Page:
photo: Rachel Carr

photo: Rachel Carr

Contributed by Katy Morris

We know it can be frustrating once the temperatures drop and your local farmers’ markets may seem, well, a little lack luster. But there are some interesting vegetables that thrive in the cold weather, resulting in a surprisingly bountiful winter harvest for locavores who know how to bring out the best of these ingredients.

Photo: Liz Rueven

Photo: Liz Rueven

In this month’s Seasonal Snippet series, we’re honing in on the humble parsnip. It might not be the most beautiful veg in the bunch but its versatility and earthy flavor can be sweet and subtle. Here’s all you need to know about the homely parsnip and why this classic root vegetable may surprise you.

Photo: Liz Rueven

Photo: Liz Rueven

What exactly does root vegetable mean?

The term “root vegetable” technically includes only tuberous roots or taproots like carrots, rutabagas and turnips, but people tend to label anything that grows underground, like garlic bulbs, beets, celeriac, ginger and potatoes (all of which are in different categories) as such.

While they are clearly not the most eye-popping sight in the garden, root vegetables’ time spent buried in the deep rich soil allows them to soak up tons of great nutrients from the ground, making them true nutritional gems.

What do they taste like?

When cooked, parsnips give off a subtly sweet, honey-like flavor with a touch of nuttiness. Their sweetness comes from the long time spent growing underground. The cold weather helps convert the vegetable’s starches into sugars, so farmers wait about two weeks after the season’s first frost to harvest. While the smaller ones can be eaten raw, we prefer them cooked to get that toasted, sweet flavor.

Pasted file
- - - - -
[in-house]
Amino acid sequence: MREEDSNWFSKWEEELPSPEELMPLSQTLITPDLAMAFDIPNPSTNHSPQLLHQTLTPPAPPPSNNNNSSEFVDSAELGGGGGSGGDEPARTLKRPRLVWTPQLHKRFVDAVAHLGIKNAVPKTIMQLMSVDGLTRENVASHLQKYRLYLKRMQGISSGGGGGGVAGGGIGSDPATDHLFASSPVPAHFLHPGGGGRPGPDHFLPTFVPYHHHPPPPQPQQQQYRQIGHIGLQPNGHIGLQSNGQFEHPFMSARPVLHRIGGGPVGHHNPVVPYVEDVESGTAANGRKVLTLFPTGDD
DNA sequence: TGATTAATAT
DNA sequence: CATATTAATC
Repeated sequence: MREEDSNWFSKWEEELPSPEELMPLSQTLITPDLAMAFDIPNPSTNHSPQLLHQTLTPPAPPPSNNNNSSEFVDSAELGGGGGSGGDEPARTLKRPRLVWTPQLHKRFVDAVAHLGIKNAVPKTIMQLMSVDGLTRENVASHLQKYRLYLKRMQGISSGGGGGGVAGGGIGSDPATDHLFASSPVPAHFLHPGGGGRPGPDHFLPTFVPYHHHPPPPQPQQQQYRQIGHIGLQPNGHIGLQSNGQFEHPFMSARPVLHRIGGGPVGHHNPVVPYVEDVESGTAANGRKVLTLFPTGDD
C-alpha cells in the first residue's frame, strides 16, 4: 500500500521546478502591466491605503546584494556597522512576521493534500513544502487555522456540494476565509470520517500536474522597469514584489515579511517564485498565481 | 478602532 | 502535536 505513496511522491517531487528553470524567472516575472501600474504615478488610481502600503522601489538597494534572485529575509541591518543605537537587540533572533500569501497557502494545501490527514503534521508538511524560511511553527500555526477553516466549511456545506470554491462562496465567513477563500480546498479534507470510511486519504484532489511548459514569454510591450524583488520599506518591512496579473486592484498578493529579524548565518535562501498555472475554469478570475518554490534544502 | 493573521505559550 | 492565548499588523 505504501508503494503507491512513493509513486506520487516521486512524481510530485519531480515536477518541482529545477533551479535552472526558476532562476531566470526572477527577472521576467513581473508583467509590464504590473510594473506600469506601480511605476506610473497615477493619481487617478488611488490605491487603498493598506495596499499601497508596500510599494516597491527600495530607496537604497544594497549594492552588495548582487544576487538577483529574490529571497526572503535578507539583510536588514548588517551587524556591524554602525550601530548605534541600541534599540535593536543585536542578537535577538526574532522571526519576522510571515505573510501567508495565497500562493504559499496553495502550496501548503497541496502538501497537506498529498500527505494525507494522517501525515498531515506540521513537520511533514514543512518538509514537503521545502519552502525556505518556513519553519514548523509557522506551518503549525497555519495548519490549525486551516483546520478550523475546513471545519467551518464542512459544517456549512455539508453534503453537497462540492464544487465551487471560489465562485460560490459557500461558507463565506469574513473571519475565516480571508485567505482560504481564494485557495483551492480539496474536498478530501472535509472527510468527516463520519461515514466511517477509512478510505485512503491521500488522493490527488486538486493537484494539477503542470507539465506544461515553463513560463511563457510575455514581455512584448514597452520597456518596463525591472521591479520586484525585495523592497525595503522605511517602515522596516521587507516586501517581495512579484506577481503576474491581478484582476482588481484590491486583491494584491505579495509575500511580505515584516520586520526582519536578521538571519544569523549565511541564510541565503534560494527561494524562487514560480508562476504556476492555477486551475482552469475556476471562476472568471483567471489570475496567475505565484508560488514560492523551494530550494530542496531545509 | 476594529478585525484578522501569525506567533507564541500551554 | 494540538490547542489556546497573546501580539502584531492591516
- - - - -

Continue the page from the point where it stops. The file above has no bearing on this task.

Photo: Liz Rueven

Photo: Liz Rueven

What should I look for when buying?

Parsnips look a lot like carrots, but have a distinctly creamy, beige-colored skin. You can find them year round at markets, but right about now is really their time to shine. To get the best ones at the best time of year, make sure they are firm and free of blemishes or soft spots. They should be small to medium in size, as larger ones tend to be more fibrous.

Be sure you are actually choosing parsnips and not parsley roots, as they can look pretty similar (you can usually tell the difference since parsley roots are sold with their greens, whereas parsnips are not).

Photo: Liz Rueven

Photo: Liz Rueven

How should I prepare them?

Be sure to scrub them very well before cooking as these vegetables spend several months underground. Because they are in the dirt for so long, their skins become pretty thick and rough, so peel them before cooking (hang on to those peels though – we love to use them to make homemade vegetable stock for hearty winter soups). Also, note that sometimes they are sold with a light wax coating, which is meant to help retain the vegetable’s moisture and in turn increase its shelf life. Nobody wants to cook or eat wax, right?

What’s the best way to cook parsnips?

They are great accompaniments to stews and soups (when you should add them during the last half hour or so of cooking to get the best flavor and avoid a parsnip mush) and pair really well with herbs like basil, dill, parsley and thyme. These guys are super versatile and can be used as subs for carrots or potatoes. You can steam, mash, boil and fry them, but our favorite way to get the most flavor from them is by roasting or sautéing them.

photo: Liz Rueven

photo: Liz Rueven

Storage tips?                                         

Since the parsnip is a root veg, they store really well. If you don’t need to use them for a while, just wrap them in a paper towel, put them in a ziplock bag, and throw them in the drawer in your fridge where they will be good for at least a couple weeks. Since the cold helps convert the starches to sugars, they will likely taste sweeter if you decide to refrigerate them before using. Note that you should not peel and cut them if you are going to store them; when exposed to air, they oxidize just like apples do,  so either prep and cook or store them straight away!